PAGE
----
PREVENTIVE CARE. Since any routine health problem that affects a pilot could mean the loss of hundreds of lives, aviation medicine specialists who work for commercial airlines and the military take special care to educate pilots about proper diet, exercise and preventive health tools. For example, physicians may frequently screen pilots for vision changes caused by glaucoma or cataracts. They also will check for hearing loss and encourage the pilot to wear earplugs or headphones to buffer engine noise. To monitor for heart disease, physicians will check blood pressure and may order diagnostic tests such as an ECG or stress test.
Many people experience nausea, vertigo, and disorientation when they first arrive in space. This is caused by changes in the fluid in the inner ear, which is sensitive to gravity and affects our sense of spatial orientation. The symptoms typically ease after several days, but often recur when the astronaut returns to Earth. To treat this condition, physicians give astronauts motion sickness medication, such as lorazepam.
G suits— Special flight suits, worn by fighter pilots, which have compartments that fill with air or fluid to keep blood from pooling in the lower body during rapid acceleration and tight turns.
Hypoxia— Hypoxia, or altitude sickness, reduces the amount of oxygen in the brain causing such symptoms as dizziness, shortness of breath, and mental confusion.
Tympanic membrane— A structure in the middle ear that can rupture if pressure in the ear is not equalized during airplane ascents and descents.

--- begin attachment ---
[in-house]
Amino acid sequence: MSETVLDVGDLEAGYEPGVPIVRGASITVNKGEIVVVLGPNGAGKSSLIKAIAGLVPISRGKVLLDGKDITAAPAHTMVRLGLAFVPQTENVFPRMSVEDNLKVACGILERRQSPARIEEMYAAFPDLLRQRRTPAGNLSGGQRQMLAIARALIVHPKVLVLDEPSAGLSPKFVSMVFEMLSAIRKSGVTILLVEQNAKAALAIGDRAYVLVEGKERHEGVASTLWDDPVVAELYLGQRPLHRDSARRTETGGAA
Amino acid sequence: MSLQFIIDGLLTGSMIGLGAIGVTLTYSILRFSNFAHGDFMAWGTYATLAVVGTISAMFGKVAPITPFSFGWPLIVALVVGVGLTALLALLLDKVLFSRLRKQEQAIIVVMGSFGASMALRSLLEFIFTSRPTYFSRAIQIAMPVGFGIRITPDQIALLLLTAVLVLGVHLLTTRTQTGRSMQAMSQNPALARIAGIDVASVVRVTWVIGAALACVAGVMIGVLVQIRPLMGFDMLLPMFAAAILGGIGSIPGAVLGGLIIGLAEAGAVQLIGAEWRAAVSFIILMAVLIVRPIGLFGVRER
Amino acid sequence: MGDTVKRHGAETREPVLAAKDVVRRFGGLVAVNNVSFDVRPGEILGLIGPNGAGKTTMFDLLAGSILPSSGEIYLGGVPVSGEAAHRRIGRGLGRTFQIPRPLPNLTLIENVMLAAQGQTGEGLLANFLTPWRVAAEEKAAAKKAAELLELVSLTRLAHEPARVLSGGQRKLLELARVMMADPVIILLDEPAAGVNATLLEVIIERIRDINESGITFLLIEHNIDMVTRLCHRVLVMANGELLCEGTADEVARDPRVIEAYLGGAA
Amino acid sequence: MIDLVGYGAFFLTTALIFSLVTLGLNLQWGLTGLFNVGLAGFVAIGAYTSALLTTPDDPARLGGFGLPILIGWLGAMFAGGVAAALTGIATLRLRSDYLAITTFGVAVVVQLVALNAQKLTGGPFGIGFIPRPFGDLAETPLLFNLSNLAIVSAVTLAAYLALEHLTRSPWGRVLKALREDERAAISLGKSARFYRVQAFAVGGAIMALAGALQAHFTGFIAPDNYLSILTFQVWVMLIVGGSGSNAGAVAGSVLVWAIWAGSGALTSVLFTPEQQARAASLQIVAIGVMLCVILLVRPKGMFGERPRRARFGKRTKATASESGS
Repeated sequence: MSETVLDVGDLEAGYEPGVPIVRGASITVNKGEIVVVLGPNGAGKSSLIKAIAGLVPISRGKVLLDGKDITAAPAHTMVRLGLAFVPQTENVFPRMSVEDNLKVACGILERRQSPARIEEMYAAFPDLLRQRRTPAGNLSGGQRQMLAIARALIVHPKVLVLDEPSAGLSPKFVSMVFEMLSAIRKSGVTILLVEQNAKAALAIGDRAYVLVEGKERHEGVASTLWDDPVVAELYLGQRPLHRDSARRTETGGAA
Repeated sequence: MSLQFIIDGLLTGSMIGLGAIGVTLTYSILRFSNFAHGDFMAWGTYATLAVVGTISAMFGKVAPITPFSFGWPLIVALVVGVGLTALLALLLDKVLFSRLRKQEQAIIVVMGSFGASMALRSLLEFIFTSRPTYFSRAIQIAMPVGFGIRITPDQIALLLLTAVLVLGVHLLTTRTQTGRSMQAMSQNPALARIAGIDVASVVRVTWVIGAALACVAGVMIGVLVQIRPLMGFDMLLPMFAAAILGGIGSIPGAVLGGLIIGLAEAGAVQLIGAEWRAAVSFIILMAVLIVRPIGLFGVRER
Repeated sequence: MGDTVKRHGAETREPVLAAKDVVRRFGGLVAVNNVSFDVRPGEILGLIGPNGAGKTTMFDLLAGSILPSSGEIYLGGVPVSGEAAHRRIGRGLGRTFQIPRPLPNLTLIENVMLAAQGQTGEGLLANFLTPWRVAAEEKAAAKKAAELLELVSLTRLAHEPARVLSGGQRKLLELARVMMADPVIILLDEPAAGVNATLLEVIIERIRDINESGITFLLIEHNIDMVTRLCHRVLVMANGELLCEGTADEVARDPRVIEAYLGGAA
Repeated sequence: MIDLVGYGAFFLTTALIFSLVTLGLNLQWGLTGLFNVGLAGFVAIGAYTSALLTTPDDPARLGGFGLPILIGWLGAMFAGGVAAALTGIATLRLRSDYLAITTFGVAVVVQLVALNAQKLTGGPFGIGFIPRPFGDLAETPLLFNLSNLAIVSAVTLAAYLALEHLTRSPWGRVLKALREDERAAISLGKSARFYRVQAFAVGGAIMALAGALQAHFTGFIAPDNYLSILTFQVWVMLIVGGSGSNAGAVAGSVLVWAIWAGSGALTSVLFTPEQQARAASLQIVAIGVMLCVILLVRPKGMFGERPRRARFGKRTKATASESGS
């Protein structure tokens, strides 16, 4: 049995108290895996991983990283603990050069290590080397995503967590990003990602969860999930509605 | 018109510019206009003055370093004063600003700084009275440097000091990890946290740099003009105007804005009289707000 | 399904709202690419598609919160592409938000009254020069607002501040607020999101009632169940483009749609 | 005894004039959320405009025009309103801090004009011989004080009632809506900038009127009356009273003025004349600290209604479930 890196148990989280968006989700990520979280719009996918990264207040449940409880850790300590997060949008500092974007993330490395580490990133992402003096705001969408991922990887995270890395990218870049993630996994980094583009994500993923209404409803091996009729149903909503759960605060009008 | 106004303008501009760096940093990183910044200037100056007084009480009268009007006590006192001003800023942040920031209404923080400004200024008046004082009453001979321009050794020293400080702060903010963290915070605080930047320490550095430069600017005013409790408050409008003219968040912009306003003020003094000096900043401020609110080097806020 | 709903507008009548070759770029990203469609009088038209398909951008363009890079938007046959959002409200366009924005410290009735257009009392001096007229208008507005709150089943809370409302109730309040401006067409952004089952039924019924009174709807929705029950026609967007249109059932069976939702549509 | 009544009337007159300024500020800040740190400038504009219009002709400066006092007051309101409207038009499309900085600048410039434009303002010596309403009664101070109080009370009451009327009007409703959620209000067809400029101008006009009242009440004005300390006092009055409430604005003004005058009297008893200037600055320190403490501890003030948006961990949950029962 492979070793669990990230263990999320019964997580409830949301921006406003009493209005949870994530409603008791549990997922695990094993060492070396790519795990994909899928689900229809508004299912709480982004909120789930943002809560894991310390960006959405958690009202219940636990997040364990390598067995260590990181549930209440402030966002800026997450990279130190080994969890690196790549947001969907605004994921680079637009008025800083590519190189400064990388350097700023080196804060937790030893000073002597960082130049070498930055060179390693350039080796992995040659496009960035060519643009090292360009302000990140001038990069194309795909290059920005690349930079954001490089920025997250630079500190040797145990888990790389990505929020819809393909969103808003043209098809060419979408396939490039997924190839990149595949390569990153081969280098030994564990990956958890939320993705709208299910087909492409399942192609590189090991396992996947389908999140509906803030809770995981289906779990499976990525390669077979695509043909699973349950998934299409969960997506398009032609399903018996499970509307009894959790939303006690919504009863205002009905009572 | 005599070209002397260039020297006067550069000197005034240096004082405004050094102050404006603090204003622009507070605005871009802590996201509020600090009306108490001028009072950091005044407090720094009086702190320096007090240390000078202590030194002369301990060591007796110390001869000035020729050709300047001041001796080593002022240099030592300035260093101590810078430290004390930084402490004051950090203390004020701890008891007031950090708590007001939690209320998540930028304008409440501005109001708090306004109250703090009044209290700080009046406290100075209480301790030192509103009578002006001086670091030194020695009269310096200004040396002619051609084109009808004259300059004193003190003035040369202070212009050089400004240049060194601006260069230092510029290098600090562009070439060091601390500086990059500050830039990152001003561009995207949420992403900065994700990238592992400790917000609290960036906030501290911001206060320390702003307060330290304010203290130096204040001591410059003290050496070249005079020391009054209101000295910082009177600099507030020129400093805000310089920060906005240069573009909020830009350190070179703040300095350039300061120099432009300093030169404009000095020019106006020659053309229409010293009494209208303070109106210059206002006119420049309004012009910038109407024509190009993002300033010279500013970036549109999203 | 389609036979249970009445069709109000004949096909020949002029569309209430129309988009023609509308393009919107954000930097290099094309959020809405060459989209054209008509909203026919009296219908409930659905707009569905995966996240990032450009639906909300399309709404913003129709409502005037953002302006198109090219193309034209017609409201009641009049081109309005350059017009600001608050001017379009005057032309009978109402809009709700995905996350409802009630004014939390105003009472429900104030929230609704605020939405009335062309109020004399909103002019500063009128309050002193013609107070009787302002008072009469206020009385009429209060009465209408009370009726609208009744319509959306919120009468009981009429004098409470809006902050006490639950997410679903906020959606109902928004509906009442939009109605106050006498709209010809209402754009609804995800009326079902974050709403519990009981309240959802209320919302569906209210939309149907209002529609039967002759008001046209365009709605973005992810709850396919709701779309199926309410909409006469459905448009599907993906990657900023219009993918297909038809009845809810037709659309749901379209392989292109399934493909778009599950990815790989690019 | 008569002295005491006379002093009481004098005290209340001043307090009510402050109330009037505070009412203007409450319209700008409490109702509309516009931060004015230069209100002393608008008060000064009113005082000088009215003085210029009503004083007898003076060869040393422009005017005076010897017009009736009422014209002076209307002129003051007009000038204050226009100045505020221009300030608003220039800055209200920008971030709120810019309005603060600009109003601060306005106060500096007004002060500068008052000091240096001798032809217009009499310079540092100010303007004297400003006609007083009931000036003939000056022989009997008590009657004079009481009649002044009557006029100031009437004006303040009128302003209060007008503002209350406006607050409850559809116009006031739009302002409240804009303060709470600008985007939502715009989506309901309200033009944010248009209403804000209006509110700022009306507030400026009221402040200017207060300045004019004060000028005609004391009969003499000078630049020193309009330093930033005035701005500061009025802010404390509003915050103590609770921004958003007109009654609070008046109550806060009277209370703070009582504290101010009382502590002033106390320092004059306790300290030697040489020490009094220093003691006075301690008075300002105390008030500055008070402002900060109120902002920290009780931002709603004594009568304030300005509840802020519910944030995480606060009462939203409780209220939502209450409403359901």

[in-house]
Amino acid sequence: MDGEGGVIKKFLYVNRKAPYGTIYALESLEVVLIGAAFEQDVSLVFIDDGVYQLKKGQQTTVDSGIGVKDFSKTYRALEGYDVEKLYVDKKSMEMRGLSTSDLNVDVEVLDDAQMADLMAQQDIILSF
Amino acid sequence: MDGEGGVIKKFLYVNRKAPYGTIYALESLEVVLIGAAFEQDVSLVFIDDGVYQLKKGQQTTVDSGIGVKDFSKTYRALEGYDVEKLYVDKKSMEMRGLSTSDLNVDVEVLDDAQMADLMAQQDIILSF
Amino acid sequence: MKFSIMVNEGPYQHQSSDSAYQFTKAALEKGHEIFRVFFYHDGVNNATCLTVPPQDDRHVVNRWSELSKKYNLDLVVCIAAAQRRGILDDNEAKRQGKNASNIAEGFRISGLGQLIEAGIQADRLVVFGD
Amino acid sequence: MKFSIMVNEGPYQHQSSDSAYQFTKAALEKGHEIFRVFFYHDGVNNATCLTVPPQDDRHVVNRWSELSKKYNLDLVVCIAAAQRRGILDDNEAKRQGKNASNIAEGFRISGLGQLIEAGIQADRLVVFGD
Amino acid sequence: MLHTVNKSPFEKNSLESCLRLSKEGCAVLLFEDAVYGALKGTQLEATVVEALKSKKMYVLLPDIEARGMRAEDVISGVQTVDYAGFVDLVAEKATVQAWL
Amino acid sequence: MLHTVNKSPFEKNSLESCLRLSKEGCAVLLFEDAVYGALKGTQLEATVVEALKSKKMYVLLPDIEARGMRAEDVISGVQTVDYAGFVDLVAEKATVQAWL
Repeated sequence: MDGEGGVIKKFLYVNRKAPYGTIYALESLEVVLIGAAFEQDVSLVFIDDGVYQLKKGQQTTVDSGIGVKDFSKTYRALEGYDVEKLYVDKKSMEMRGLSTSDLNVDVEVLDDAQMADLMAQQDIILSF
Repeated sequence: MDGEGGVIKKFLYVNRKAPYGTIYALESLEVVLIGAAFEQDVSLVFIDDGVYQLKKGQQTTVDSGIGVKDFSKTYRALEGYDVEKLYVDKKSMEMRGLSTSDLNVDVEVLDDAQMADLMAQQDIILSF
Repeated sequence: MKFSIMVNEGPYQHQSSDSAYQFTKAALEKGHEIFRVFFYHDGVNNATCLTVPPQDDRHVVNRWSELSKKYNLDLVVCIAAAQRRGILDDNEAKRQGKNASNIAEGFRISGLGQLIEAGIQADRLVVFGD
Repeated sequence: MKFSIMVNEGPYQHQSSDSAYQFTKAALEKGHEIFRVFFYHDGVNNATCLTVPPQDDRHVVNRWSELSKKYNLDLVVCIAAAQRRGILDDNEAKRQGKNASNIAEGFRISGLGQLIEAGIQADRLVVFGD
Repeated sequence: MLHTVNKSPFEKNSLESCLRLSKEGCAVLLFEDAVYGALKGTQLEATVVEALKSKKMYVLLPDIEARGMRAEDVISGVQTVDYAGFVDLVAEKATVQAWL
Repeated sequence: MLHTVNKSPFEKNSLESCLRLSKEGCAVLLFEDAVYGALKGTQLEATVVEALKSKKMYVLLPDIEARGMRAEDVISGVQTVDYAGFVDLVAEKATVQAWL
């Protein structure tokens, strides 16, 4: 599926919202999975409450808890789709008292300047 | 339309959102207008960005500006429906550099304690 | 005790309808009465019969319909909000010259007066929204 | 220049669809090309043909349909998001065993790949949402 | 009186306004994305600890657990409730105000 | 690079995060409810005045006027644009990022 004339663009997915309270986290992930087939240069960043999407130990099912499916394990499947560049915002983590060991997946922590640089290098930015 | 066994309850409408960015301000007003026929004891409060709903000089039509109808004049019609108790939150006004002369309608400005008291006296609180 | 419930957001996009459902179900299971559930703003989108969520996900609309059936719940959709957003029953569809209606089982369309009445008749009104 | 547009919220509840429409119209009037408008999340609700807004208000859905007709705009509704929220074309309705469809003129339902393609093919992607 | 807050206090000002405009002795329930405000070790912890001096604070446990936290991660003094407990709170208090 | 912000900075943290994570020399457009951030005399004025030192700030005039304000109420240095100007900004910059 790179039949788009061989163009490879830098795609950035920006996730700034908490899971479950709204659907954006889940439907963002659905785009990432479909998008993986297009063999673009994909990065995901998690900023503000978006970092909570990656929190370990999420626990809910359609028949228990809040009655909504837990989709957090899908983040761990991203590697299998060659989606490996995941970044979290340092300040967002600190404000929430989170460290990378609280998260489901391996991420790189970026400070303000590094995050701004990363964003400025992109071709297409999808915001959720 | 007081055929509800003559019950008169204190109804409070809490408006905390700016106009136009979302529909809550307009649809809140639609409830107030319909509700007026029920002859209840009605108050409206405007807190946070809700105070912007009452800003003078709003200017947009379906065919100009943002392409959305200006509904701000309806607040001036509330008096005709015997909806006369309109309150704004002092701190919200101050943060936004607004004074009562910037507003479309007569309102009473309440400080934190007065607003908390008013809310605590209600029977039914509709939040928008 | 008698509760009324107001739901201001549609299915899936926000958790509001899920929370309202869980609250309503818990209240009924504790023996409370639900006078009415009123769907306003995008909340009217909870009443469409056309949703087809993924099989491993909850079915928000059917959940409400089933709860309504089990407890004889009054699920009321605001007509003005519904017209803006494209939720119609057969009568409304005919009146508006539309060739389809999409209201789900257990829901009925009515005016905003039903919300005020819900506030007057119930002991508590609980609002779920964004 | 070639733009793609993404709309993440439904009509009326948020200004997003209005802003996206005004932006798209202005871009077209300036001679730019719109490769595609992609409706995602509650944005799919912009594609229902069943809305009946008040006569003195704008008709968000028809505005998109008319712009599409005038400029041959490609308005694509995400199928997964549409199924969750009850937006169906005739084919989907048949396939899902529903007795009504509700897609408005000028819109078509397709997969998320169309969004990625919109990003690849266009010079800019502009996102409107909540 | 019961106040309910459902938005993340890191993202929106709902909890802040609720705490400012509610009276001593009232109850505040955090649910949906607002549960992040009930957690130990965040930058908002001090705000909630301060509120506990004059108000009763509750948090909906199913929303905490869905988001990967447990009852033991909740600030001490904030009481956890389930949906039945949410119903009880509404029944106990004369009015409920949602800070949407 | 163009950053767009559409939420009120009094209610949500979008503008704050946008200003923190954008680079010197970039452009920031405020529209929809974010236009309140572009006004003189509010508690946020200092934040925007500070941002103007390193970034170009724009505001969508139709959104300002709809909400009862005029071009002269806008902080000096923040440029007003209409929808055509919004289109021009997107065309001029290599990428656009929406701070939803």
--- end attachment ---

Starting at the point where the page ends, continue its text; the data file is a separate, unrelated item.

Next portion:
Valsalva Maneuver— Pilots grunt and tighten their abdominal muscles to prevent black outs during high-performance flying.
Bone and muscle loss
In zero-gravity conditions, astronauts lose bone and muscle mass. On earth, the natural resistance of gravity helps build stronger muscles and bones during normal weight-bearing activities like walking or even sitting at a desk. In space, however, astronauts must work harder to prevent bone and muscle loss. Exercise is an important treatment. Crew members may use an exercise cycle or resistive rubber bands to stay in shape. Physicians also may give them medication to prevent bone loss and prescribe nutritional supplements, such as a mixture of essential amino acids and carbohydrates, to limit muscle atrophy.
Another health threat to space travelers is radiation. Harmful rays can alter the DNA in human cells and cause cancer. Excess radiation also can weaken the immune system. To prevent these problems, physicians may give astronauts nutritional supplements. For example, research has show that n-3 fatty acids found in fish oil reduce DNA damage.